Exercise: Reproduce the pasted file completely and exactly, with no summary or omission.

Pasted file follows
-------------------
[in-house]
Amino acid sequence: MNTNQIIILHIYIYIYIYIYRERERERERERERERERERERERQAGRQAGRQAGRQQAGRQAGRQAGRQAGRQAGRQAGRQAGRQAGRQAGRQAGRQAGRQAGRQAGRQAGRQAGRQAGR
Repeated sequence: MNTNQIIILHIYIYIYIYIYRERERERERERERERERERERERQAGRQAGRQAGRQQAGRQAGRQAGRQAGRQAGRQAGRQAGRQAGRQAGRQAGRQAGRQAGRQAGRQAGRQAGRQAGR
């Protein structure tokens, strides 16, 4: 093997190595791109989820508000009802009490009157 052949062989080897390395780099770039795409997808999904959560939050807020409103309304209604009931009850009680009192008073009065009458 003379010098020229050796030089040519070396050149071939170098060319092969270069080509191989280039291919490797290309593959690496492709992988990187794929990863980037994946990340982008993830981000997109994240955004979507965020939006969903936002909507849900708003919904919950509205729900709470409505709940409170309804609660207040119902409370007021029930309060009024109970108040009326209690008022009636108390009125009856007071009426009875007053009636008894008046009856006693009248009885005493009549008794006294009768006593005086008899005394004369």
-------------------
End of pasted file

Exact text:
[in-house]
Amino acid sequence: MNTNQIIILHIYIYIYIYIYRERERERERERERERERERERERQAGRQAGRQAGRQQAGRQAGRQAGRQAGRQAGRQAGRQAGRQAGRQAGRQAGRQAGRQAGRQAGRQAGRQAGRQAGR
Repeated sequence: MNTNQIIILHIYIYIYIYIYRERERERERERERERERERERERQAGRQAGRQAGRQQAGRQAGRQAGRQAGRQAGRQAGRQAGRQAGRQAGRQAGRQAGRQAGRQAGRQAGRQAGRQAGR
């Protein structure tokens, strides 16, 4: 093997190595791109989820508000009802009490009157 052949062989080897390395780099770039795409997808999904959560939050807020409103309304209604009931009850009680009192008073009065009458 003379010098020229050796030089040519070396050149071939170098060319092969270069080509191989280039291919490797290309593959690496492709992988990187794929990863980037994946990340982008993830981000997109994240955004979507965020939006969903936002909507849900708003919904919950509205729900709470409505709940409170309804609660207040119902409370007021029930309060009024109970108040009326209690008022009636108390009125009856007071009426009875007053009636008894008046009856006693009248009885005493009549008794006294009768006593005086008899005394004369």